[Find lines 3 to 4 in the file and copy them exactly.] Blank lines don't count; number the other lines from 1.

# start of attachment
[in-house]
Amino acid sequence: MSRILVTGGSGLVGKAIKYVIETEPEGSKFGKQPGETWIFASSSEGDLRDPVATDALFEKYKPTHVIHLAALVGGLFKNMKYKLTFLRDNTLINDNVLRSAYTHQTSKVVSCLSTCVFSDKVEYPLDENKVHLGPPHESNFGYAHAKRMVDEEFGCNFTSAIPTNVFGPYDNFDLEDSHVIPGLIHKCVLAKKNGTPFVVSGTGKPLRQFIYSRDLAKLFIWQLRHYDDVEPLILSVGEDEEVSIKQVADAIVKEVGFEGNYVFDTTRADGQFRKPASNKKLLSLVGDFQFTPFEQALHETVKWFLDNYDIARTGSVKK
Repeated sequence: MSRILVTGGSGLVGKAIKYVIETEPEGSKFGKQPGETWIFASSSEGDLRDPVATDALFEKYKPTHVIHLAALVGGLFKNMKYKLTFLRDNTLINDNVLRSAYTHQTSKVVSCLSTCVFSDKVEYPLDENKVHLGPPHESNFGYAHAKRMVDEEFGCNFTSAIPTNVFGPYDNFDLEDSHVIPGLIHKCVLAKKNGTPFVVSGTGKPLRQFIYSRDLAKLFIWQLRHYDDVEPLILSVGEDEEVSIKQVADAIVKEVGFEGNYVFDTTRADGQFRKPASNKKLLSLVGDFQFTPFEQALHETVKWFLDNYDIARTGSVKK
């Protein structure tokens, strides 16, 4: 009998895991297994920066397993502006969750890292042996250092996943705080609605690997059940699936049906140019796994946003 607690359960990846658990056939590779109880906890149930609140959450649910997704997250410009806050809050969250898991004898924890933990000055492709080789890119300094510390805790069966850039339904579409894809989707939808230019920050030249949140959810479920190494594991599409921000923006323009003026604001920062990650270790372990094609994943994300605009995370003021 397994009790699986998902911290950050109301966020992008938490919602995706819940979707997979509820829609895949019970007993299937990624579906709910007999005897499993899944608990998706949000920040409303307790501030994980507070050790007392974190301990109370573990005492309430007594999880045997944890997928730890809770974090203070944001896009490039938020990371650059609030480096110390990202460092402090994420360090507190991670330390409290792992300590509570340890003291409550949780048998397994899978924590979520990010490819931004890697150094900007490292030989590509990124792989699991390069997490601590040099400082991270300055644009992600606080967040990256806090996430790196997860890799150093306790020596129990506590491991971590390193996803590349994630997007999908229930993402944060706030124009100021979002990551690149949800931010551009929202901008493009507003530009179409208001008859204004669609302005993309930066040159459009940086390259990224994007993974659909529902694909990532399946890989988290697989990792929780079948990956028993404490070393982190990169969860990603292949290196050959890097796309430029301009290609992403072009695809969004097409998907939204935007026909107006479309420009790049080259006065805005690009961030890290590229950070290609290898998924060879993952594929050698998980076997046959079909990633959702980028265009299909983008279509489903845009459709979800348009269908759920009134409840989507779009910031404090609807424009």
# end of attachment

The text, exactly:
Repeated sequence: MSRILVTGGSGLVGKAIKYVIETEPEGSKFGKQPGETWIFASSSEGDLRDPVATDALFEKYKPTHVIHLAALVGGLFKNMKYKLTFLRDNTLINDNVLRSAYTHQTSKVVSCLSTCVFSDKVEYPLDENKVHLGPPHESNFGYAHAKRMVDEEFGCNFTSAIPTNVFGPYDNFDLEDSHVIPGLIHKCVLAKKNGTPFVVSGTGKPLRQFIYSRDLAKLFIWQLRHYDDVEPLILSVGEDEEVSIKQVADAIVKEVGFEGNYVFDTTRADGQFRKPASNKKLLSLVGDFQFTPFEQALHETVKWFLDNYDIARTGSVKK
């Protein structure tokens, strides 16, 4: 009998895991297994920066397993502006969750890292042996250092996943705080609605690997059940699936049906140019796994946003 607690359960990846658990056939590779109880906890149930609140959450649910997704997250410009806050809050969250898991004898924890933990000055492709080789890119300094510390805790069966850039339904579409894809989707939808230019920050030249949140959810479920190494594991599409921000923006323009003026604001920062990650270790372990094609994943994300605009995370003021 397994009790699986998902911290950050109301966020992008938490919602995706819940979707997979509820829609895949019970007993299937990624579906709910007999005897499993899944608990998706949000920040409303307790501030994980507070050790007392974190301990109370573990005492309430007594999880045997944890997928730890809770974090203070944001896009490039938020990371650059609030480096110390990202460092402090994420360090507190991670330390409290792992300590509570340890003291409550949780048998397994899978924590979520990010490819931004890697150094900007490292030989590509990124792989699991390069997490601590040099400082991270300055644009992600606080967040990256806090996430790196997860890799150093306790020596129990506590491991971590390193996803590349994630997007999908229930993402944060706030124009100021979002990551690149949800931010551009929202901008493009507003530009179409208001008859204004669609302005993309930066040159459009940086390259990224994007993974659909529902694909990532399946890989988290697989990792929780079948990956028993404490070393982190990169969860990603292949290196050959890097796309430029301009290609992403072009695809969004097409998907939204935007026909107006479309420009790049080259006065805005690009961030890290590229950070290609290898998924060879993952594929050698998980076997046959079909990633959702980028265009299909983008279509489903845009459709979800348009269908759920009134409840989507779009910031404090609807424009």